Unlawful combatants: a genealogy of the irregular fighter

Research output: Book/ReportBook


The status of irregular fighters is one of the most contentious issues in contemporary armed conflicts. This book investigates how the dichotomy between the irregular and the regular evolved in the history of modern war. Its main assumption is that this dichotomy is neither rooted in a formative historical origin such as the emergence of the modern state system, nor in any moral purpose such as the protection of civilians. Rather it is best explained as a process of historical contingencies and formative episodes in which the marginalization of irregular fighters developed into a morally and legally accepted norm. Critical junctures in this trajectory were the French Revolutionary and Napoleonic Wars, the American Civil War, the Franco-Prussian War, the Second World War, and wars of decolonization in the second half of the twentieth century. The history of the marginalization of irregular fighters had a decisive impact on the emergence of the category of the ‘unlawful combatant‘. Rather than creating a new legal regime fit for application to wars in the twenty-first century, as many policy-makers and lawyers in the West claimed, the detention regime in the ‘war on terror’ harked back to century-old exclusionary dynamics towards irregular fighters.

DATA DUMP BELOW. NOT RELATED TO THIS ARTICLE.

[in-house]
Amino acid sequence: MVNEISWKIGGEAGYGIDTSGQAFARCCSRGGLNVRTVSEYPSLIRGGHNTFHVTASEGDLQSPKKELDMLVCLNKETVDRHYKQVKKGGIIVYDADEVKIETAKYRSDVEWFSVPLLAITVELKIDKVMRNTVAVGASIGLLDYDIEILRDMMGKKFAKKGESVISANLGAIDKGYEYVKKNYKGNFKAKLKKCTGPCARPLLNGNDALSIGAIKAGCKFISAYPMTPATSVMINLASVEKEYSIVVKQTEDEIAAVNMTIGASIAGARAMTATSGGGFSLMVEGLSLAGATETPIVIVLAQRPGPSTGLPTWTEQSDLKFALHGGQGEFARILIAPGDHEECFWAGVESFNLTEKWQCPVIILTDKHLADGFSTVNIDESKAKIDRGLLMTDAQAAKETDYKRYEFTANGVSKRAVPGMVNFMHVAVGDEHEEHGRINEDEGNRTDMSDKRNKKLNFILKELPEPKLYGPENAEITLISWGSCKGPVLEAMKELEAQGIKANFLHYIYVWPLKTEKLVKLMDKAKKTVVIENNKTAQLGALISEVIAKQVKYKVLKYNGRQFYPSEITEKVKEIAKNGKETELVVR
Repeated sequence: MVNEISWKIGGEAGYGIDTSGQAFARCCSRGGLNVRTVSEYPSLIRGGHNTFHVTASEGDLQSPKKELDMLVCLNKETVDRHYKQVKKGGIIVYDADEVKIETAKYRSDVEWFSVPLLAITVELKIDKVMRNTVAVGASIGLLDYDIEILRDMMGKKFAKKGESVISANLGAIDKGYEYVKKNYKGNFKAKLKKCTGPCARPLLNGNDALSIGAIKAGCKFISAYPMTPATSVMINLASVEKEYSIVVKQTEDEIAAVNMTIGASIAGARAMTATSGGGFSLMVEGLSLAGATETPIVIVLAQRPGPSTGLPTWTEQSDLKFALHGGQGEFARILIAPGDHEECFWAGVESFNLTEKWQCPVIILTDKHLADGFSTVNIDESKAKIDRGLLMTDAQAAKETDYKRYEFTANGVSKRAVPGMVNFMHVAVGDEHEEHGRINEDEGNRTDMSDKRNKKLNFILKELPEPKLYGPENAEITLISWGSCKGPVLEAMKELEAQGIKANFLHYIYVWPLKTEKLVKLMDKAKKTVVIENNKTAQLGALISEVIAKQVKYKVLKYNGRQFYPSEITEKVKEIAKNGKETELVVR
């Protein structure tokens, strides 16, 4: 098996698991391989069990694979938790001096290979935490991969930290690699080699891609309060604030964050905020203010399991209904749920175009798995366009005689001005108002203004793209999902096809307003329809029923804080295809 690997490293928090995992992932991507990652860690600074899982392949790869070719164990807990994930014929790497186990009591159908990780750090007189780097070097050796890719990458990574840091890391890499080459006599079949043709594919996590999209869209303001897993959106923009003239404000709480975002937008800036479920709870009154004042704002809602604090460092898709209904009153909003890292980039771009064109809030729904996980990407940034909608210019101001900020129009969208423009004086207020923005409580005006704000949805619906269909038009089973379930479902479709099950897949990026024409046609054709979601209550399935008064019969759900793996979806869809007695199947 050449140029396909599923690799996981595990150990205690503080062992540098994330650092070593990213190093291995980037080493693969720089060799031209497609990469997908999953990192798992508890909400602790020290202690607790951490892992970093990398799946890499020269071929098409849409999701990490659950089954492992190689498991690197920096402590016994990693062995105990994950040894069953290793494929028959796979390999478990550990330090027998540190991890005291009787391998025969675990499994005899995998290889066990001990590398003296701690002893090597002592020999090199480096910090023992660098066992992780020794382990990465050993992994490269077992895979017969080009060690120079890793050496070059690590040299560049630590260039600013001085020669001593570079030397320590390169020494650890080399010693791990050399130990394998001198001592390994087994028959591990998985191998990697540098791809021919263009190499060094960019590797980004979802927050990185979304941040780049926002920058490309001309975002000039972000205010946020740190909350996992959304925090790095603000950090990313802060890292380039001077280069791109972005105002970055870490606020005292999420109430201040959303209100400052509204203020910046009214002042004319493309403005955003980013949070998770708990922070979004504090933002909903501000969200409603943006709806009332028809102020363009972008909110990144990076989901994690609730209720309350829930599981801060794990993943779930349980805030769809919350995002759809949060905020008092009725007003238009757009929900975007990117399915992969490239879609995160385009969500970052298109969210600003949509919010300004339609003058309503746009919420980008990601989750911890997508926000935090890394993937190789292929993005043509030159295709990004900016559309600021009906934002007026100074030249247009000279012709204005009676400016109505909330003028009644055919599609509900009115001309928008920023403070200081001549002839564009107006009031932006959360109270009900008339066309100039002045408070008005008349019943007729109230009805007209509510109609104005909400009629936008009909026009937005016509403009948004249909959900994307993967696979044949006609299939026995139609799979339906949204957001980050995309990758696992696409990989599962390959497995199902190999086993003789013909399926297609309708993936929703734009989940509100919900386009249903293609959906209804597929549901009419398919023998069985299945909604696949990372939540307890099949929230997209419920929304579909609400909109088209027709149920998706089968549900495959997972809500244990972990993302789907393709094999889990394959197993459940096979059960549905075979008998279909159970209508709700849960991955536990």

Original languageEnglish
Place of PublicationOxford
PublisherOxford University Press
Number of pages288
ISBN (Electronic)9780191756160
ISBN (Print)9780199646111
Publication statusPublished - 22 Jan 2015


  • Irregular fighters
  • Modern war
  • War on terror
  • Unlawful combatants


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